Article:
Hillary Clinton has bounced back again with a big win in Ohio and a squeaker in Texas, enough to make sure that she and Barack Obama will be campaigning for weeks to come. We analyze the results and look to the future. Also, Mike Huckabee calls it quits, and Love an Consequences. Why can't agents and editors detect fraud before publication?
FROM THIS EPISODE
Mike Huckabee ended his campaign last night, leaving John McCain as the last Republican standing. Today, he got the ritual blessing from his party's White House incumbent. James Antle is associate editor of the American Spectator, a conservative monthly.
John McCain has wrapped up his party's nomination, but Hillary Clinton has bounced back again with a big win in Ohio and a squeaker in Texas, enough to make sure that she and Barack Obama will be campaigning for weeks to come. While McCain gets a unifying White House blessing, the Democrats are likely to remain divided all the way to the August convention. We look at the exit polls and what they say about change, experience and the impact of negative campaigning? Do Republicans really like McCain all that much? Will Democratic divisions be a source of weakness or strength come November?
Gary Langer, ABC News (@LangerResearch)
Tad Devine, Democratic Strategist, Devine Mulvey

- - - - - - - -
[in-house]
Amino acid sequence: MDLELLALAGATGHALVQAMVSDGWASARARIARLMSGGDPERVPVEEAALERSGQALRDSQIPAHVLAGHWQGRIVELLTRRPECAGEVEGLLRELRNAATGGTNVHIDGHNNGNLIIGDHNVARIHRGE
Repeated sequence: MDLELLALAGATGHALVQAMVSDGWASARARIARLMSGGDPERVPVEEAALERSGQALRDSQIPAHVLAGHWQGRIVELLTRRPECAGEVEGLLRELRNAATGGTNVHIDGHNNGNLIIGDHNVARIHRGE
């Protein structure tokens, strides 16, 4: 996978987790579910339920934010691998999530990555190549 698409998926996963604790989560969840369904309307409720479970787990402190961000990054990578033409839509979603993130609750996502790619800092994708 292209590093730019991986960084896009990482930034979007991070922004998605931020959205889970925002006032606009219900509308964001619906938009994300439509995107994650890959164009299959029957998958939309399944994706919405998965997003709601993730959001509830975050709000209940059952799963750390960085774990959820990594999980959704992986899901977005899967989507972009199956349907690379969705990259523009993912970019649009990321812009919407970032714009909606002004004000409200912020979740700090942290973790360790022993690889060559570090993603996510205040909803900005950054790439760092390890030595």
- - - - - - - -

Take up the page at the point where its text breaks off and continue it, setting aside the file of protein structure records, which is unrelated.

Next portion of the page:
Rhodes Cook, author, 'Race for the Presidency'
David Corn, Mother Jones magazine (@DavidCornDC)
Jennifer Palmieri, Advisor, John Edward's 2008 presidential campaign
First it was A Million Little Pieces. Now, just two years later, a second fake memoir has fooled a major American publisher. Will there be any changes? Love and Consequences purported to be the memoir of a half-white, half-Native-American girl, who grew up in a black foster family in South Central Los Angeles. Margaret B. Jones supposedly carried illegal guns and sold rugs for the gang called the Bloods. But none of that really happened and Jones turned out to be Margaret Seltzer, who grew up in a comfortable suburb in the San Fernando Valley. Rachael Donadio is a writer and editor at the New York Times Books Review.
Margaret B. Jones